The first time, you had to call from the parking lot.  They came out, asked about your mask -- "Pleated paper or double layer cloth, or do you need one of our masks?" -- checked your temperature with a non-contact thermometer, asked if you had been exposed to SARS-CoV-2 or had any symptoms, and, if you passed muster, walked you in.  The lobby hadn't been changed from what Tam calls "pre-war" conditions but it wasn't being used.

     The next time, you walked in.  Two of every three chairs were gone from the lobby, leaving generous six-foot or larger gaps.  The receptionist windows had new clear barriers up that left only a small opening for handing insurance cards through.  They did the same screening: mask questions ("Pleated paper?  Two-layer cloth? Or do you need a good one?"), temperature check, exposure to symptoms.  If you passed, you waited and nurse came to the lobby to collect you.

     Yesterday was even more different.  Same sparse lobby and barriers, but about two-thirds of the seats were occupied, and the first words from the screener were, "You're next.  Before you go back, you'll need to replace your mask with one of ours."

     I must have looked incredulous.  I have been using plain, decent-quality two-layer cloth masks since about a month into the recommendation to wear them (and pleated cloth or paper before that).  Then I thought about the scene in the lobby.  Six people: a woman in an extensively bedazzled fashion mask that looked kind of porous, an older lady in a mask like mine (but a nice print fabric), a guy in a slightly askew and grimy-looking paper mask and another fellow who could not seem to keep his mask in adjustment, constantly fiddling with it, pulling it away from his face and reseating it, smoothing it over his nose and chin.  At that point, the receptionist spoke again, "It's policy now. Everyone has to use one of our masks."  She was holding one out to me.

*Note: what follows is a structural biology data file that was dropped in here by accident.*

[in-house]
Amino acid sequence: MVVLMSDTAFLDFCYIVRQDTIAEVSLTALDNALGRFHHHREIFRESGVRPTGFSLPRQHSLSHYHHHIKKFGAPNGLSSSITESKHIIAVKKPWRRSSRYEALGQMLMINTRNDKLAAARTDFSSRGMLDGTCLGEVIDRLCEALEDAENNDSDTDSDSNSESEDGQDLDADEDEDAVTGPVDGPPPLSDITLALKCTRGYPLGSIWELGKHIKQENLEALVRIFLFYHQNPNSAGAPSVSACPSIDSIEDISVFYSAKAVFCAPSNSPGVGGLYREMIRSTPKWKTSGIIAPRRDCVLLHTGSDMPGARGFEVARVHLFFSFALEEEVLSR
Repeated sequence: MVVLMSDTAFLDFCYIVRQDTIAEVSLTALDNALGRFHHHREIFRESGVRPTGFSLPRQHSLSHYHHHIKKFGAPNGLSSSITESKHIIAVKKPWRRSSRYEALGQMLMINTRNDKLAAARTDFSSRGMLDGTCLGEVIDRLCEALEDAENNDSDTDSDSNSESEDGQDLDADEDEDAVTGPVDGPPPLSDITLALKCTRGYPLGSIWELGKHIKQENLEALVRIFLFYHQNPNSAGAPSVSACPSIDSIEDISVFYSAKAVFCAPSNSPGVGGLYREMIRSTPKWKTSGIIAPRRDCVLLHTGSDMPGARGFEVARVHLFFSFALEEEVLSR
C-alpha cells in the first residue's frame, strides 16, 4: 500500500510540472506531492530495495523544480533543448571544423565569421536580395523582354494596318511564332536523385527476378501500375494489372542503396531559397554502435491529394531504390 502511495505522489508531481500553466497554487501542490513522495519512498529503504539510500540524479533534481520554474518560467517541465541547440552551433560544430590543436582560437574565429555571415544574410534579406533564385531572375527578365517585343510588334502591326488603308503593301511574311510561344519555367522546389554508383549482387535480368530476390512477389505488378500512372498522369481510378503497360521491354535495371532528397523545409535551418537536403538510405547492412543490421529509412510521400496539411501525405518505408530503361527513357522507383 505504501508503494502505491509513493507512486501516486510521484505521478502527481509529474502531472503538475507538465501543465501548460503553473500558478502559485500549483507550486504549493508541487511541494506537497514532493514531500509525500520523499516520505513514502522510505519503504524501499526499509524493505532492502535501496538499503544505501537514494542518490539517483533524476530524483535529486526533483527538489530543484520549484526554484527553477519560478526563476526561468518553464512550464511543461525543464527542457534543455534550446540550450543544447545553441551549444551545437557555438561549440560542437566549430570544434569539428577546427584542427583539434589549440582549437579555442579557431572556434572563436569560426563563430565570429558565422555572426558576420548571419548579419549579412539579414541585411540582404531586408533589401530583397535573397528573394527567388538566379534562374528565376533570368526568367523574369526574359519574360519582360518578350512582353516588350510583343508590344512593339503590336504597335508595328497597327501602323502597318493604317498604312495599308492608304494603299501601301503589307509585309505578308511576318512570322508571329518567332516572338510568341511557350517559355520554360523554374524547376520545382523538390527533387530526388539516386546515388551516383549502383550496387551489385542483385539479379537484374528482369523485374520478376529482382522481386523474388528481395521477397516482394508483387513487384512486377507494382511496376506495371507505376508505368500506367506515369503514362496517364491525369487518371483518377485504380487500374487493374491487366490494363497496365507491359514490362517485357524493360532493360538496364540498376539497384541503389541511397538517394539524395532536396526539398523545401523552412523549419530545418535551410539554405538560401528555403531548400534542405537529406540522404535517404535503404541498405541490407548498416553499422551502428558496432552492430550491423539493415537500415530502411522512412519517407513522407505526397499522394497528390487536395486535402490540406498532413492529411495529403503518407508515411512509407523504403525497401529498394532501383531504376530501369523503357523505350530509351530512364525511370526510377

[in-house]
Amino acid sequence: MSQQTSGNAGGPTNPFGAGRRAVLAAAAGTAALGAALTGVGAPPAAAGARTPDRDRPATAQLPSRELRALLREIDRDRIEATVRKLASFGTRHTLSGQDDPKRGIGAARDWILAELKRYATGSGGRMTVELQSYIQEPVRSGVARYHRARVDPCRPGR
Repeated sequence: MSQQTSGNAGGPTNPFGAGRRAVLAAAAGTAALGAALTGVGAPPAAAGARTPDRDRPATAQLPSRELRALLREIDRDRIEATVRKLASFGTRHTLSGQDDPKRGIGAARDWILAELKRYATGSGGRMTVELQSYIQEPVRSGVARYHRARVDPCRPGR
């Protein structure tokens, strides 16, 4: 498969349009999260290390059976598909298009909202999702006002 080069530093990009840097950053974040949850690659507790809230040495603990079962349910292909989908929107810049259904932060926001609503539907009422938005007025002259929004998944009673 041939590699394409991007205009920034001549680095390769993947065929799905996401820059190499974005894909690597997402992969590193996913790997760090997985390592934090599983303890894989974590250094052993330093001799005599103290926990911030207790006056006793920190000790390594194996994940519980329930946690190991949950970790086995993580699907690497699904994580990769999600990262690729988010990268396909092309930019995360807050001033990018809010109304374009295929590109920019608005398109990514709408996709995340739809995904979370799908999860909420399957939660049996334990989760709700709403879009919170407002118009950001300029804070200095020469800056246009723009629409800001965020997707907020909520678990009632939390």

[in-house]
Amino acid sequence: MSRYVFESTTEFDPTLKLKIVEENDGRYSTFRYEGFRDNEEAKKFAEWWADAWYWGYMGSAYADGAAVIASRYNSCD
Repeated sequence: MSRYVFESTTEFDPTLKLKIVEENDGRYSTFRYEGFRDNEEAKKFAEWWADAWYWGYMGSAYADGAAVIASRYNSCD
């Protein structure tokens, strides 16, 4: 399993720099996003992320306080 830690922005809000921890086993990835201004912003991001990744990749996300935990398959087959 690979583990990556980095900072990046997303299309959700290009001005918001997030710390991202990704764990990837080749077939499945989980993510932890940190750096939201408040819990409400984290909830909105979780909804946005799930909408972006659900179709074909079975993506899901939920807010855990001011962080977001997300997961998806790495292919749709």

I nodded and took the mask. The office has no control over what you wear in the door and they're not in the business of evaluating your choice; they hand out standard, one-size-fits all paper ones and there's no need for debate.

     So I swapped my mask for theirs and the nurse took me back, asking screening questions about exposure and symptoms along the way.  Now they shoot your forehead temperature right before they weigh you and ask how tall you are.

     The doctor is pretty sure my heart's not going to blow up this week.  Over the next twenty years, she's not so sanguine and so they've added another drug to my routine.  She told me no, I can't just promise to cut down on the bacon and ride my bike more so I can skip this one.   But at least I asked.

Monday, October 05, 2020

Current Events

    Summer has given way to Fall -- and Fall seems to be courting Winter altogether too well this morning.  It's 36°F out there right now.  And this is none of your scientific, 100-steps-from-froze-to-boiling stuff, either, but good old two-fisted Fahrenheit, established with buckets of slushy brine and the feverish body temperatures of Daniel Gabriel  Fahrenheit and his wife, which is how come we ended up with 98.6 as the normal body temperature.

     Or so the story goes.  The truth is a little more complicated: 0°F was supposed to be the temperature that water, ice and ammonium chloride stabilize at, 30°F the freezing point of water and 90°F the normal human temperature.  But that's sixty divisions from frozen to you, not all that easy to rule by eye. Fahrenheit was working in the 1720s, a time when precision work was very much a do-it-yourself process, and it's simplest to use a power of two for that: you can keep on dividing down using, well, dividers, a process that can yield surprising accuracy in skilled hands.  64 divisions work out, putting water's freezing point at 32, body temperature at 96 (and there, probably, are our feverish Fahrenheits -- but not so fast) and, conveniently, the boiling point of water right around 212°F

     Time wore on, and not very much time, either, before scientific dignity and convenience looked for a better way to define that high end than lining up a few select friends and sticking thermometers in their mouths.  Boiling water was a lot easier to come by and, as long as you hung out at sea level, a nice, stable reference that wasn't going to catch a cold and throw the whole process out of whack. In 1776, Henry Cavendish of England's Royal Society proposed setting exactly 212°F at the boiling point of water, and there we were.  There's no telling what Fahrenheit might have thought of it; after a busy career of science, instrument-making, teaching and invention, he died in 1736 at the age of 50.